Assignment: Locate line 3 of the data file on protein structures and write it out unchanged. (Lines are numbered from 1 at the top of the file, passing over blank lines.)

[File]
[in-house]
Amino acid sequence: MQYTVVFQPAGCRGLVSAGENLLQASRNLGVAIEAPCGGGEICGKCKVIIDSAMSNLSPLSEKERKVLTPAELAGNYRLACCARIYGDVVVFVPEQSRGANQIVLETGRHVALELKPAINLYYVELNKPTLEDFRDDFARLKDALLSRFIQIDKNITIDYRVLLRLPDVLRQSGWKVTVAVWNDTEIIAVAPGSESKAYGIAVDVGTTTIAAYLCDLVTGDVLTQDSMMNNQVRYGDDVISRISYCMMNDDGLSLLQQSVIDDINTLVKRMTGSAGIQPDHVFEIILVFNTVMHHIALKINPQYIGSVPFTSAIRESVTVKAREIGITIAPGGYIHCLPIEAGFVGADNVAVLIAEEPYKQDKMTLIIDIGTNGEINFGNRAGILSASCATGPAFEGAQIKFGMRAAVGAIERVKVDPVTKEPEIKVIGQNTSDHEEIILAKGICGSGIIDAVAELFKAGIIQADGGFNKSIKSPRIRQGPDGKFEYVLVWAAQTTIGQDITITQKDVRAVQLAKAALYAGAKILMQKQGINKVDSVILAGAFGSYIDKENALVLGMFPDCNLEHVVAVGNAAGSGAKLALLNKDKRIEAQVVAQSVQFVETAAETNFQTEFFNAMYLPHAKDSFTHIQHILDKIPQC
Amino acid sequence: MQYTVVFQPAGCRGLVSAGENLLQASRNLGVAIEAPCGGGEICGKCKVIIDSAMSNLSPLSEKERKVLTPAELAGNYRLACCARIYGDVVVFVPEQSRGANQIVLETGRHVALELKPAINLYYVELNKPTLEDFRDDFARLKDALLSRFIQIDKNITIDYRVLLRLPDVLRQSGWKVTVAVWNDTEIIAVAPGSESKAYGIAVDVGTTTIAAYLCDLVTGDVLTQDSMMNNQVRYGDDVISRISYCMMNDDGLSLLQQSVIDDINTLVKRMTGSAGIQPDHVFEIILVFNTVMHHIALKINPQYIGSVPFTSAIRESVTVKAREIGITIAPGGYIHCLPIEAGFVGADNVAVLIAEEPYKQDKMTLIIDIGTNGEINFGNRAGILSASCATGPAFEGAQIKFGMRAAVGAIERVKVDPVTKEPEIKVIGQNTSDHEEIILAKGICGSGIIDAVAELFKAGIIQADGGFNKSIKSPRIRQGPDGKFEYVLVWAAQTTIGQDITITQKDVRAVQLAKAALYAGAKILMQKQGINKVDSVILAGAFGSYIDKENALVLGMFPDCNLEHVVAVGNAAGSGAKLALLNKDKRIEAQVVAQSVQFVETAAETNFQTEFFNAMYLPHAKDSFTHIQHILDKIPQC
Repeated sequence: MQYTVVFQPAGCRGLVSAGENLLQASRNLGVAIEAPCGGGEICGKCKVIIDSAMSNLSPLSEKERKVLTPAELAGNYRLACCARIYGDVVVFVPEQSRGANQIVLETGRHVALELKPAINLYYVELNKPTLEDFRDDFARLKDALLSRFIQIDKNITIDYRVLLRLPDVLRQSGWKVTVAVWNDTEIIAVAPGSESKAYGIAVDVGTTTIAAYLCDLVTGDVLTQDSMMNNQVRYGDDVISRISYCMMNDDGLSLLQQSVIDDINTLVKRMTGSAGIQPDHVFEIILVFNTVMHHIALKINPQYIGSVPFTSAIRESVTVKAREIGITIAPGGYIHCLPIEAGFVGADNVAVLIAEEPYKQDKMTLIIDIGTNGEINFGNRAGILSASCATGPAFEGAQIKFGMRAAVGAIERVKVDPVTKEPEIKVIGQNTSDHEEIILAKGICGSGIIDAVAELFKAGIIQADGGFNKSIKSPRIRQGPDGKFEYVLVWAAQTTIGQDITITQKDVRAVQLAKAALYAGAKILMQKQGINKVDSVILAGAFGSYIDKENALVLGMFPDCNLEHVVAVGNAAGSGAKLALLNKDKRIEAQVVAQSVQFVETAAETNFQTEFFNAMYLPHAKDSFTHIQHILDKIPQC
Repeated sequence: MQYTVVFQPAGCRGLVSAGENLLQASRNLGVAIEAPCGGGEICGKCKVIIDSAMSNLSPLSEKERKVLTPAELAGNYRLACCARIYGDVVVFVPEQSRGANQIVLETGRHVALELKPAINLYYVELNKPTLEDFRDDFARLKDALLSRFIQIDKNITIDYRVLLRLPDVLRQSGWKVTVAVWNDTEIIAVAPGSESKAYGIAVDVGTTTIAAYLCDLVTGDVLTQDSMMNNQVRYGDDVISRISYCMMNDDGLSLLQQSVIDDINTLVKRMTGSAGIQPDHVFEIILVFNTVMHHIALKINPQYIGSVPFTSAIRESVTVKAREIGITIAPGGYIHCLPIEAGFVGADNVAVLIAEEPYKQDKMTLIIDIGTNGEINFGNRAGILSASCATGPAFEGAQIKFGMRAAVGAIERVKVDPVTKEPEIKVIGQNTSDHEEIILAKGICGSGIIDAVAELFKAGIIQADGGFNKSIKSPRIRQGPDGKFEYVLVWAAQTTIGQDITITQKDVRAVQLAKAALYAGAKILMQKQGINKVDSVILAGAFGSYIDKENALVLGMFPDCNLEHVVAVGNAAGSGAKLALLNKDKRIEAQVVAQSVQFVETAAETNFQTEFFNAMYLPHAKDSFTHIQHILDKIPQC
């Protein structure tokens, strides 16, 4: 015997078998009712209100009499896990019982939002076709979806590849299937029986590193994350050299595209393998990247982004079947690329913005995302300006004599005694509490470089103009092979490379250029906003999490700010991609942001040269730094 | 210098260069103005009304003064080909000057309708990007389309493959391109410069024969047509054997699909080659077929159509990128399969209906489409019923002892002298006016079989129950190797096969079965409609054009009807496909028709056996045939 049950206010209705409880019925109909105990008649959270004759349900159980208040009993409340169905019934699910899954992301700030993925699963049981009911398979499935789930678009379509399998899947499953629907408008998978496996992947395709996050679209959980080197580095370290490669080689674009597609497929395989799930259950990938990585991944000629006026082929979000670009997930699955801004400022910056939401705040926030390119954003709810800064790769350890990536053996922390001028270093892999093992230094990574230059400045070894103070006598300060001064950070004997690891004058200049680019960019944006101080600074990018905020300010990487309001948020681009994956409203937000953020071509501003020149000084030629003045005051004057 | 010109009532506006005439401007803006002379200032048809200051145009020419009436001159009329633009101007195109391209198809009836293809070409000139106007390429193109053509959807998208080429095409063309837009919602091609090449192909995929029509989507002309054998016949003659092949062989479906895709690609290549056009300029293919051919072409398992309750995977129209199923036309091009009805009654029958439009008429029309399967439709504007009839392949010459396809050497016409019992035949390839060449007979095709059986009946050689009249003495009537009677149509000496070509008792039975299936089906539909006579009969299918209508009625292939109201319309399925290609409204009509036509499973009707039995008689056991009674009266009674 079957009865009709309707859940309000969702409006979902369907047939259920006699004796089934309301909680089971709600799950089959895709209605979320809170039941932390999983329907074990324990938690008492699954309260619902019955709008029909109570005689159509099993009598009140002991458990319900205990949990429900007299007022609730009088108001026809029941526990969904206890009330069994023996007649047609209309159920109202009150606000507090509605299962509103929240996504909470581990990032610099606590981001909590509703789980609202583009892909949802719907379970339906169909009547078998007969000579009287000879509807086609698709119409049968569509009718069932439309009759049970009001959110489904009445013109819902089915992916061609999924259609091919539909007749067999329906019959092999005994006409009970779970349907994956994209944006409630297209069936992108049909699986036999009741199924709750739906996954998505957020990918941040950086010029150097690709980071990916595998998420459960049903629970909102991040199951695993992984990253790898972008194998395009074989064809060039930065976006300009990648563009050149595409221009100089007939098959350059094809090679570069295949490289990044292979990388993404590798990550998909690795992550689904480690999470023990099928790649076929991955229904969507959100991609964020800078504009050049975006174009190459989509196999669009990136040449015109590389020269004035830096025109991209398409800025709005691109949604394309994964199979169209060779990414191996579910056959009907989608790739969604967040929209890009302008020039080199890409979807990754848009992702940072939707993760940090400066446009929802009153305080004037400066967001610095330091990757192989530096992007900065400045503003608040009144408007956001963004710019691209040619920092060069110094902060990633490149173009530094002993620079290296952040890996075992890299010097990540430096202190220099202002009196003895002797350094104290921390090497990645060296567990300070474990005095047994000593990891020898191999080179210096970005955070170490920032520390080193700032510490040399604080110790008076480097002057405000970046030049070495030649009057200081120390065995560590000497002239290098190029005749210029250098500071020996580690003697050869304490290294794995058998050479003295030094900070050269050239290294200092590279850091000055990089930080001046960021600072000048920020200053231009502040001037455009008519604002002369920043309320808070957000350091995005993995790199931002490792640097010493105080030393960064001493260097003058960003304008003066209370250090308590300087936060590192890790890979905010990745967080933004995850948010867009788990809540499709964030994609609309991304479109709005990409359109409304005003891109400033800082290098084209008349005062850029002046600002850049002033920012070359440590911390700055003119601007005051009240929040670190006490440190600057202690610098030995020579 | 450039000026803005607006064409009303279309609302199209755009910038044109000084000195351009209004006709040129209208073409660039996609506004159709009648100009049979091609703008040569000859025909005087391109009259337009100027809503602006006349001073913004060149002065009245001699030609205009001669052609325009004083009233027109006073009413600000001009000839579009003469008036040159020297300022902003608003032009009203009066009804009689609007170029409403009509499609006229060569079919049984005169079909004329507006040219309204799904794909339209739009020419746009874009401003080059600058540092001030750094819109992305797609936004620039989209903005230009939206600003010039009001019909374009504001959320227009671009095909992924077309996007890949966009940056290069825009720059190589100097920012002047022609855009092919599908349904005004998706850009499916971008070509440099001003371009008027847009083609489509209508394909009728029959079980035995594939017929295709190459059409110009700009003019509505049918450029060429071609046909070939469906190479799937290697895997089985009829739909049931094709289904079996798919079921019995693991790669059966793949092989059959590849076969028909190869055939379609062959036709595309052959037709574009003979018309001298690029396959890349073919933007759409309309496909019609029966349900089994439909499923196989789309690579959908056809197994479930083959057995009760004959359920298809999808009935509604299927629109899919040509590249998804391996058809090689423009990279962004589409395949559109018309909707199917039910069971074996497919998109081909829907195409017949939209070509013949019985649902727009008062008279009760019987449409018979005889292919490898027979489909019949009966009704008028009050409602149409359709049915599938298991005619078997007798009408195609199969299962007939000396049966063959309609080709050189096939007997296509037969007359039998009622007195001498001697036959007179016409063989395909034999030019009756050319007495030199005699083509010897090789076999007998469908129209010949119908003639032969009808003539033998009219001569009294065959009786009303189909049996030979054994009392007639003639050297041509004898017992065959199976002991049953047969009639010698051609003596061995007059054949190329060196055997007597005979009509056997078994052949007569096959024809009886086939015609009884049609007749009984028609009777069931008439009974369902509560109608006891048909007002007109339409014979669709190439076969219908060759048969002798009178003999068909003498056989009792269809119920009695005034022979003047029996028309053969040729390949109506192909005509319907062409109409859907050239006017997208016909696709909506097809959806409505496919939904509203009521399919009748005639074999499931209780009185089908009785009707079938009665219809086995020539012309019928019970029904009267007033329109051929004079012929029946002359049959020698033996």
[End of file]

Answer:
Amino acid sequence: MQYTVVFQPAGCRGLVSAGENLLQASRNLGVAIEAPCGGGEICGKCKVIIDSAMSNLSPLSEKERKVLTPAELAGNYRLACCARIYGDVVVFVPEQSRGANQIVLETGRHVALELKPAINLYYVELNKPTLEDFRDDFARLKDALLSRFIQIDKNITIDYRVLLRLPDVLRQSGWKVTVAVWNDTEIIAVAPGSESKAYGIAVDVGTTTIAAYLCDLVTGDVLTQDSMMNNQVRYGDDVISRISYCMMNDDGLSLLQQSVIDDINTLVKRMTGSAGIQPDHVFEIILVFNTVMHHIALKINPQYIGSVPFTSAIRESVTVKAREIGITIAPGGYIHCLPIEAGFVGADNVAVLIAEEPYKQDKMTLIIDIGTNGEINFGNRAGILSASCATGPAFEGAQIKFGMRAAVGAIERVKVDPVTKEPEIKVIGQNTSDHEEIILAKGICGSGIIDAVAELFKAGIIQADGGFNKSIKSPRIRQGPDGKFEYVLVWAAQTTIGQDITITQKDVRAVQLAKAALYAGAKILMQKQGINKVDSVILAGAFGSYIDKENALVLGMFPDCNLEHVVAVGNAAGSGAKLALLNKDKRIEAQVVAQSVQFVETAAETNFQTEFFNAMYLPHAKDSFTHIQHILDKIPQC